Monday, July 23, 2012

Leveraging grief for fun and profit.

Grigg and Silber weigh in on the recent "movie massacre" in Aurora, Colorado.  We've already established that the usual blood-dancers are predictably whipped up, organized, and pushing with all due vigor, but these writers offer some larger context.

Grigg, in his typical incomparable fashion, offers this observation upon learning that "the murderer of Abdulrahman al-Awlaki announced that he would travel to Colorado to bless the traumatized city of Aurora with his healing presence":

When drone-fired missiles wipe out wedding parties and funerals; when drone operators exploit the panic and chaos of an initial strike to stage follow-up attacks targeting emergency personnel – these acts are consecrated by the Dear Leader’s approval, and thus cannot be compared to the rampage committed by a private individual responsible for killing a dozen people and wounding scores of others in Aurora.

Oh, right, I do tend to forget those things. 

Silber, in his likewise inimitable style, makes the same basic observation, but even more broadly.

Keeping in mind the murders regularly committed by the U.S. government, and the murders of innocent human beings regularly ordered by Obama himself, we must recognize that [Obama's] remarks are the equivalent of the expressions of grief offered by the serial killer in my fictional exercise. These are the remarks of a man who has suffered an irreparable break with reality, a man who who has rendered himself unable to connect obviously related facts. If Obama genuinely meant these comments -- if he understood how these remarks apply with far greater force to him ("we may never understand what leads anybody to terrorize their fellow human beings like this") -- his realization of the monster he has allowed himself to become would reduce him to gibbering incoherence for the remainder of his life. In varying degrees, the same is true of any individual who remains in the national government at this point.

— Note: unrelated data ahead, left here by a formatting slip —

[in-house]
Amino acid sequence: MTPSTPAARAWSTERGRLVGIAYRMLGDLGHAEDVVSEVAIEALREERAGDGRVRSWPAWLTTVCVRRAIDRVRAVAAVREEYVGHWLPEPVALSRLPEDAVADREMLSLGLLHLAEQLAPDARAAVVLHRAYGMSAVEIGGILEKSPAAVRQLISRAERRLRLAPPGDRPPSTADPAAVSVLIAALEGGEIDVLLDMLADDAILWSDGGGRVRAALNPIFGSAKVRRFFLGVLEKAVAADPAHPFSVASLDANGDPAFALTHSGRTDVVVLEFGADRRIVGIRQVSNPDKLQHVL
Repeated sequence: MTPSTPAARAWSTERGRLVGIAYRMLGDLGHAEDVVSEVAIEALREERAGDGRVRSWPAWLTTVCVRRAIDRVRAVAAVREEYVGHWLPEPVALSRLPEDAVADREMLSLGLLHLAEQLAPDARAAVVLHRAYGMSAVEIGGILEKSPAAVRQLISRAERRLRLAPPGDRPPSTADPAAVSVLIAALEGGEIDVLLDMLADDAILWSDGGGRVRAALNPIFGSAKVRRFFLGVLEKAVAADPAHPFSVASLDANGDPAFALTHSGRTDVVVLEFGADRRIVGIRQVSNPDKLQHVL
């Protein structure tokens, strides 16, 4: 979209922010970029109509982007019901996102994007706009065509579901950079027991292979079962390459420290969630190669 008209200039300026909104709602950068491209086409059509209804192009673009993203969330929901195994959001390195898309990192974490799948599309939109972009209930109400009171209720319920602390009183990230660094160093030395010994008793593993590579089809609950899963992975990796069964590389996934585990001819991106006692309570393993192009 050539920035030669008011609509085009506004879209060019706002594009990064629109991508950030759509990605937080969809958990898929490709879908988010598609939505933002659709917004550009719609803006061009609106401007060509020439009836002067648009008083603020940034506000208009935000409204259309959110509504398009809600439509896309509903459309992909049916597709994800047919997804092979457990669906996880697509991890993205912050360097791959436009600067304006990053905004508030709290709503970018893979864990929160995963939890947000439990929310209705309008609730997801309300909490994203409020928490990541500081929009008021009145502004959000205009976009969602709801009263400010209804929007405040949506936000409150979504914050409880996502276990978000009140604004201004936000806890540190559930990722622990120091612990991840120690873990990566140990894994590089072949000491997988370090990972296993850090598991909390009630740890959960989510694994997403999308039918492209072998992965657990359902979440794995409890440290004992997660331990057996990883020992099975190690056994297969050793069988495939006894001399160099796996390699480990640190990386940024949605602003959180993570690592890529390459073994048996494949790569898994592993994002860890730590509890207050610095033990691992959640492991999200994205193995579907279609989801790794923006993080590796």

More generally, this is American culture today. Like the killer in my story, many Americans hurl themselves with fundamentally false, deeply disturbed enthusiasm into public demonstrations of grief over the needless deaths of some human beings -- those human beings they see as being much like themselves, when the deaths happen in what could be their own neighborhood. As for all the murders committed by their government with a systematic dedication as insane as that of any serial killer: silence.

Please do chase both of those links, and read their whole contents.  There is much, much more than these excerpts, and it's all relevant.

And share.  These are conversations the nation should be having, but isn't.

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